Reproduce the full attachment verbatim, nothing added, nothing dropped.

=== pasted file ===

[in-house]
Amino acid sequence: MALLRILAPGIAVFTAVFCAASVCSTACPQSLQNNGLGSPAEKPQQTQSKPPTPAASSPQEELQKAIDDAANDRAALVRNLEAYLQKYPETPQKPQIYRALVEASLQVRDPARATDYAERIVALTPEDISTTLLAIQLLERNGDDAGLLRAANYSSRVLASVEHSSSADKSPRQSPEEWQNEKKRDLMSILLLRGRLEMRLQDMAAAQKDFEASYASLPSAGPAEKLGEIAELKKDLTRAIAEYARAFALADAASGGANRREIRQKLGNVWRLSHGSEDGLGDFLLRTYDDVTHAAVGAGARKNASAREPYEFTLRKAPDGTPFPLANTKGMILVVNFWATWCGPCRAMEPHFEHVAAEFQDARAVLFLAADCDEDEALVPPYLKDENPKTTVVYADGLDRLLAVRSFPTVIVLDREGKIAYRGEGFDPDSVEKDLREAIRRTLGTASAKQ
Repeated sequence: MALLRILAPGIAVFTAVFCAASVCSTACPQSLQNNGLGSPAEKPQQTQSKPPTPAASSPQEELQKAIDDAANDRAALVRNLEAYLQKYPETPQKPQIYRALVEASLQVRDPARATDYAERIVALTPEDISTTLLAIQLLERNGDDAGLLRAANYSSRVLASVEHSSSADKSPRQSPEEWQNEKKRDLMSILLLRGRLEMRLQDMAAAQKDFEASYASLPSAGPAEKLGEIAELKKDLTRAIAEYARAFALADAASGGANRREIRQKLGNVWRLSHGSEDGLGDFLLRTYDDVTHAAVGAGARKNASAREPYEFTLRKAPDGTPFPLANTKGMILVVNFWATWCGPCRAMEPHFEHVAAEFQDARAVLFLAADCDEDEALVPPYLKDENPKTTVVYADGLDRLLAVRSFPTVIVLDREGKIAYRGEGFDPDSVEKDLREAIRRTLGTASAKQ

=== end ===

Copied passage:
[in-house]
Amino acid sequence: MALLRILAPGIAVFTAVFCAASVCSTACPQSLQNNGLGSPAEKPQQTQSKPPTPAASSPQEELQKAIDDAANDRAALVRNLEAYLQKYPETPQKPQIYRALVEASLQVRDPARATDYAERIVALTPEDISTTLLAIQLLERNGDDAGLLRAANYSSRVLASVEHSSSADKSPRQSPEEWQNEKKRDLMSILLLRGRLEMRLQDMAAAQKDFEASYASLPSAGPAEKLGEIAELKKDLTRAIAEYARAFALADAASGGANRREIRQKLGNVWRLSHGSEDGLGDFLLRTYDDVTHAAVGAGARKNASAREPYEFTLRKAPDGTPFPLANTKGMILVVNFWATWCGPCRAMEPHFEHVAAEFQDARAVLFLAADCDEDEALVPPYLKDENPKTTVVYADGLDRLLAVRSFPTVIVLDREGKIAYRGEGFDPDSVEKDLREAIRRTLGTASAKQ
Repeated sequence: MALLRILAPGIAVFTAVFCAASVCSTACPQSLQNNGLGSPAEKPQQTQSKPPTPAASSPQEELQKAIDDAANDRAALVRNLEAYLQKYPETPQKPQIYRALVEASLQVRDPARATDYAERIVALTPEDISTTLLAIQLLERNGDDAGLLRAANYSSRVLASVEHSSSADKSPRQSPEEWQNEKKRDLMSILLLRGRLEMRLQDMAAAQKDFEASYASLPSAGPAEKLGEIAELKKDLTRAIAEYARAFALADAASGGANRREIRQKLGNVWRLSHGSEDGLGDFLLRTYDDVTHAAVGAGARKNASAREPYEFTLRKAPDGTPFPLANTKGMILVVNFWATWCGPCRAMEPHFEHVAAEFQDARAVLFLAADCDEDEALVPPYLKDENPKTTVVYADGLDRLLAVRSFPTVIVLDREGKIAYRGEGFDPDSVEKDLREAIRRTLGTASAKQ